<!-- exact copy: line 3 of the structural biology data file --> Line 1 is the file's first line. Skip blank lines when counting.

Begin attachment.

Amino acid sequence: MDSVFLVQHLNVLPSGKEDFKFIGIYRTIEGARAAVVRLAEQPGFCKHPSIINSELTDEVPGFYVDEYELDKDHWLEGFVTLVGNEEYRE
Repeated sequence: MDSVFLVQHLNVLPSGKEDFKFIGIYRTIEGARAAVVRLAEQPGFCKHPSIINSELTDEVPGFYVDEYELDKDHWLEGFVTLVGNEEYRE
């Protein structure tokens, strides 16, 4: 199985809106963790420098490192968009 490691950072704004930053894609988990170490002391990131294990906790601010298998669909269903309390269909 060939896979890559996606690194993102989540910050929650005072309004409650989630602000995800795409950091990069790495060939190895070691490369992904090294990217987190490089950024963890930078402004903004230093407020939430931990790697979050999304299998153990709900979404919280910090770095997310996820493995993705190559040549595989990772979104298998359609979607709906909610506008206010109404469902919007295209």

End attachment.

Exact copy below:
């Protein structure tokens, strides 16, 4: 199985809106963790420098490192968009 490691950072704004930053894609988990170490002391990131294990906790601010298998669909269903309390269909 060939896979890559996606690194993102989540910050929650005072309004409650989630602000995800795409950091990069790495060939190895070691490369992904090294990217987190490089950024963890930078402004903004230093407020939430931990790697979050999304299998153990709900979404919280910090770095997310996820493995993705190559040549595989990772979104298998359609979607709906909610506008206010109404469902919007295209």